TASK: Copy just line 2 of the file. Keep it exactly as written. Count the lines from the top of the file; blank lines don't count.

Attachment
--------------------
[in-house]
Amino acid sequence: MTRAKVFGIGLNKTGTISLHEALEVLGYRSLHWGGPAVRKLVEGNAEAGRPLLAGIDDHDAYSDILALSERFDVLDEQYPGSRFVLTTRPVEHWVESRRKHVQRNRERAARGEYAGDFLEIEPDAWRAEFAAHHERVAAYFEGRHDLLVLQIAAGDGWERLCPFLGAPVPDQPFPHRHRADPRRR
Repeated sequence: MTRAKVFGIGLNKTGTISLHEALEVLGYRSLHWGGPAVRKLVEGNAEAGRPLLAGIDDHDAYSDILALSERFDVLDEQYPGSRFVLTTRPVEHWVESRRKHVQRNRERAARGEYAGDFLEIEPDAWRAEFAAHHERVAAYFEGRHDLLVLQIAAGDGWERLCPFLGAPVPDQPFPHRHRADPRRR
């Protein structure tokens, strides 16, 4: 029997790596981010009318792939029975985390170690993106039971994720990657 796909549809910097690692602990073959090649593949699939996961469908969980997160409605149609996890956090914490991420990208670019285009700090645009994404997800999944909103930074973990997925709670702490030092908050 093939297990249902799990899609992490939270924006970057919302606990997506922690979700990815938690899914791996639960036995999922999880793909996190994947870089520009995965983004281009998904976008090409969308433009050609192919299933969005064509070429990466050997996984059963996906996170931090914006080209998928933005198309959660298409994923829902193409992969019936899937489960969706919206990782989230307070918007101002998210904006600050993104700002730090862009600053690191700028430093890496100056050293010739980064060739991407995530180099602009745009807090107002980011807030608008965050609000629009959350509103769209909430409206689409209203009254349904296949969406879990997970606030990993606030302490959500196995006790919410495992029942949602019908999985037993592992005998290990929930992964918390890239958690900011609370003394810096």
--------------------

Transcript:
Amino acid sequence: MTRAKVFGIGLNKTGTISLHEALEVLGYRSLHWGGPAVRKLVEGNAEAGRPLLAGIDDHDAYSDILALSERFDVLDEQYPGSRFVLTTRPVEHWVESRRKHVQRNRERAARGEYAGDFLEIEPDAWRAEFAAHHERVAAYFEGRHDLLVLQIAAGDGWERLCPFLGAPVPDQPFPHRHRADPRRR